If you don’t know who Billy Wilder is and you are a film lover, you are a walking contradiction.
Anyone who loves movies ought to know and admire a guy like Billy Wilder, may he rest in peace, whose career we should all watch in awe.
Suggestion. Feel like getting more acquainted with him, discover him or maybe rediscover him?
Then please watch the following video. It will be a very well used time. At the end of it, you’ll be wiser than when you started. Promised.
The Writer speaks
A great interview made by the Writers Guild. When asked how do you turn a 5-page outline into a script, Wilder replies: “You have to find out if you have a second act”. You should watch this taking notes.
One of my favourite lines from him is “Directors don’t need to know how to write, but they need to know how to read”.
But if you are in doubt or in a hurry, the basic ten pieces of advice from (attributed to) the master are here below:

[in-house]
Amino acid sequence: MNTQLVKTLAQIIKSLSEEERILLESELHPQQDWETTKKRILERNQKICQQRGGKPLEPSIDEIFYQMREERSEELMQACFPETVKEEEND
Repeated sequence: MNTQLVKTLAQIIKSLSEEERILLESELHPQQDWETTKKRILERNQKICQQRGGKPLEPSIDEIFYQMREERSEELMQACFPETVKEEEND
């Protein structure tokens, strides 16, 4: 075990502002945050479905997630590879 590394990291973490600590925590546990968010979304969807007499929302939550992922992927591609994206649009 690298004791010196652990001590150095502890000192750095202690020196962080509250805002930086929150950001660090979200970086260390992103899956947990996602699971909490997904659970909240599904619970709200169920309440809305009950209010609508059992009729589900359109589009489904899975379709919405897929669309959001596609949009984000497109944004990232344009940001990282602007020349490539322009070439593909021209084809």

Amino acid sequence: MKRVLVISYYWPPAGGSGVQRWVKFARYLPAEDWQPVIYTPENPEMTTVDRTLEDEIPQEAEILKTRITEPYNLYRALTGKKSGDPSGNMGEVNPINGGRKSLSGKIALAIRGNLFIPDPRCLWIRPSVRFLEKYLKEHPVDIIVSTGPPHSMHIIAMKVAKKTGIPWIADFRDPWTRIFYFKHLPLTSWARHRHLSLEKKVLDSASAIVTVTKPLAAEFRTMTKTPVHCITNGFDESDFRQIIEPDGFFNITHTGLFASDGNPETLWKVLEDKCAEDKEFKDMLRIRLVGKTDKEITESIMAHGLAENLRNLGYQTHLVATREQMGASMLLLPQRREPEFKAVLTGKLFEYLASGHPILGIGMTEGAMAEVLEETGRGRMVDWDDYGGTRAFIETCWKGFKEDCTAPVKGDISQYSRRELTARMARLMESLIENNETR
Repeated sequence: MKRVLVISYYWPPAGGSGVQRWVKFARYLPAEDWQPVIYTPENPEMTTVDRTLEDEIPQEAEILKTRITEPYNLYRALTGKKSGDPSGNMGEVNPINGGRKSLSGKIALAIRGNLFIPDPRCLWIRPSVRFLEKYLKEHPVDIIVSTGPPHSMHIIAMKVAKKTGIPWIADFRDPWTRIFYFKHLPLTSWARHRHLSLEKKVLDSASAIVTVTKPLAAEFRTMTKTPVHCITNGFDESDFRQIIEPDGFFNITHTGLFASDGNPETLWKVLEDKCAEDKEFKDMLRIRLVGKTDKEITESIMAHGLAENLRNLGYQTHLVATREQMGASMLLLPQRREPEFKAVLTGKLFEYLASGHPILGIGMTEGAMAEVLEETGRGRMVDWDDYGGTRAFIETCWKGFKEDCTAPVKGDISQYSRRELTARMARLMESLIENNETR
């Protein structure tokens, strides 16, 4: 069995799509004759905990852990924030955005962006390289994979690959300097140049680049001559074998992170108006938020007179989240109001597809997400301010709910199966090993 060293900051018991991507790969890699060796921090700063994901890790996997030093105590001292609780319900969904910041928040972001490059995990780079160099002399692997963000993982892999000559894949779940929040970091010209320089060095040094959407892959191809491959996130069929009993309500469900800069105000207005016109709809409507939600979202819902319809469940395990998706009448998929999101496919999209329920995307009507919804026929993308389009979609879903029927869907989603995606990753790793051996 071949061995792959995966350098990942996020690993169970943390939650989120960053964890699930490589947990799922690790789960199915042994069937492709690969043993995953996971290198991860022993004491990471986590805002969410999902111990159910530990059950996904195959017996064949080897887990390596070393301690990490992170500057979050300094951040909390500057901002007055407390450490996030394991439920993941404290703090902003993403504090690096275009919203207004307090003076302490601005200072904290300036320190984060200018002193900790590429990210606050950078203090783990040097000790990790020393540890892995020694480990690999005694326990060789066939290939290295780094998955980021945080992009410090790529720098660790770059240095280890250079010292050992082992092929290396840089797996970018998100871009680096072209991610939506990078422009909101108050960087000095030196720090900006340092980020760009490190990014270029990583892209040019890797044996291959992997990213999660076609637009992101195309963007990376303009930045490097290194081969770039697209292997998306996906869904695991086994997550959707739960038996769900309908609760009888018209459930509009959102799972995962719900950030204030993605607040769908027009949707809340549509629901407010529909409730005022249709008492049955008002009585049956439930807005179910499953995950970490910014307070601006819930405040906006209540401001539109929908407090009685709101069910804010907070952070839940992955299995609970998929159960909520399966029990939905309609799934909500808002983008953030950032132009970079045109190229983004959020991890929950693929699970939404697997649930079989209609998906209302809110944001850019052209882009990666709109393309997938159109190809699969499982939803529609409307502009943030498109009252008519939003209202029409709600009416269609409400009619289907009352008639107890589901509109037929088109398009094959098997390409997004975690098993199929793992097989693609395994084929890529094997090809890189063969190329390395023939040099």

Billy Wilder’s (attributed) 10 Rules for Powerful Storytelling
- The audience is fickle.
- Grab ’em by the throat and never let ’em go.
- Develop a clean line of action for your leading character.
- Know where you’re going.
- The more subtle and elegant you are in hiding your plot points, the better you are as a writer.
- If you have a problem with the third act, the real problem is in the first act.
- A tip from Lubitsch: Let the audience add up two plus two. They’ll love you forever.
- In doing voice-overs, be careful not to describe what the audience already sees. Add to what they’re seeing.
- The event that occurs at the second act curtain triggers the end of the movie.
- The third act must build, build, build in tempo and action until the last event, and then — that’s it. Don’t hang around.
If I was to add an extra piece of advice from my own experience, it would be this:
- Work your ass off. Pablo Picasso said, “Inspiration exists, but it has to find you working”.
Interested in Screenwriting? Please check our posts For Screenwriters: How Stanley Kubrick’s Eyes Wide Shut Was Written, On Screen Writing, According to Edward Dmytryk, Best Scriptwriting Books Ever: The Art of Dramatic Writing and many more. Just type Screenwriting in the web searcher.